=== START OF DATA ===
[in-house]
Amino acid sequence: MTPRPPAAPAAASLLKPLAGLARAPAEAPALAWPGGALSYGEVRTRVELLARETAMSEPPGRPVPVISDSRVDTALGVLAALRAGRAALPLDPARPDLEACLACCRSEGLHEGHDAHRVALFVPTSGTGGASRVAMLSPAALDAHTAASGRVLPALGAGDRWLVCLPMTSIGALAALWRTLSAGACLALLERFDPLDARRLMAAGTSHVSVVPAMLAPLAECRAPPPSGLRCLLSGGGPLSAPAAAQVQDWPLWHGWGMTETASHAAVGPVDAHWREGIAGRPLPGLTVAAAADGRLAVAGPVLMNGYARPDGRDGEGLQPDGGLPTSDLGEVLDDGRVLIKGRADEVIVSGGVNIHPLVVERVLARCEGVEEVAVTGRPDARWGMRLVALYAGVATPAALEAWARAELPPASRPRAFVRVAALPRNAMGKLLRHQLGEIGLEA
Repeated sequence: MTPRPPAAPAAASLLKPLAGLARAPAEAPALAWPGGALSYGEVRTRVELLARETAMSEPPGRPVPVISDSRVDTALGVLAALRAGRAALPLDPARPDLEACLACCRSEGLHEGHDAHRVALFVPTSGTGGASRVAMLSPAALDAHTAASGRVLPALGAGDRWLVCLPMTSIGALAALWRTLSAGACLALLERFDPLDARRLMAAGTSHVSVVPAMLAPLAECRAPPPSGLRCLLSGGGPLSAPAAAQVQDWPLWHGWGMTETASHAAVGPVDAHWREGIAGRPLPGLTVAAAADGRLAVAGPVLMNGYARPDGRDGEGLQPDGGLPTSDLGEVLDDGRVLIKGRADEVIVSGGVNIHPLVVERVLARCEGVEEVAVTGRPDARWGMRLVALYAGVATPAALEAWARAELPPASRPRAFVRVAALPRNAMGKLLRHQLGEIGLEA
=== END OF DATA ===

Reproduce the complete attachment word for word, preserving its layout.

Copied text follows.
[in-house]
Amino acid sequence: MTPRPPAAPAAASLLKPLAGLARAPAEAPALAWPGGALSYGEVRTRVELLARETAMSEPPGRPVPVISDSRVDTALGVLAALRAGRAALPLDPARPDLEACLACCRSEGLHEGHDAHRVALFVPTSGTGGASRVAMLSPAALDAHTAASGRVLPALGAGDRWLVCLPMTSIGALAALWRTLSAGACLALLERFDPLDARRLMAAGTSHVSVVPAMLAPLAECRAPPPSGLRCLLSGGGPLSAPAAAQVQDWPLWHGWGMTETASHAAVGPVDAHWREGIAGRPLPGLTVAAAADGRLAVAGPVLMNGYARPDGRDGEGLQPDGGLPTSDLGEVLDDGRVLIKGRADEVIVSGGVNIHPLVVERVLARCEGVEEVAVTGRPDARWGMRLVALYAGVATPAALEAWARAELPPASRPRAFVRVAALPRNAMGKLLRHQLGEIGLEA
Repeated sequence: MTPRPPAAPAAASLLKPLAGLARAPAEAPALAWPGGALSYGEVRTRVELLARETAMSEPPGRPVPVISDSRVDTALGVLAALRAGRAALPLDPARPDLEACLACCRSEGLHEGHDAHRVALFVPTSGTGGASRVAMLSPAALDAHTAASGRVLPALGAGDRWLVCLPMTSIGALAALWRTLSAGACLALLERFDPLDARRLMAAGTSHVSVVPAMLAPLAECRAPPPSGLRCLLSGGGPLSAPAAAQVQDWPLWHGWGMTETASHAAVGPVDAHWREGIAGRPLPGLTVAAAADGRLAVAGPVLMNGYARPDGRDGEGLQPDGGLPTSDLGEVLDDGRVLIKGRADEVIVSGGVNIHPLVVERVLARCEGVEEVAVTGRPDARWGMRLVALYAGVATPAALEAWARAELPPASRPRAFVRVAALPRNAMGKLLRHQLGEIGLEA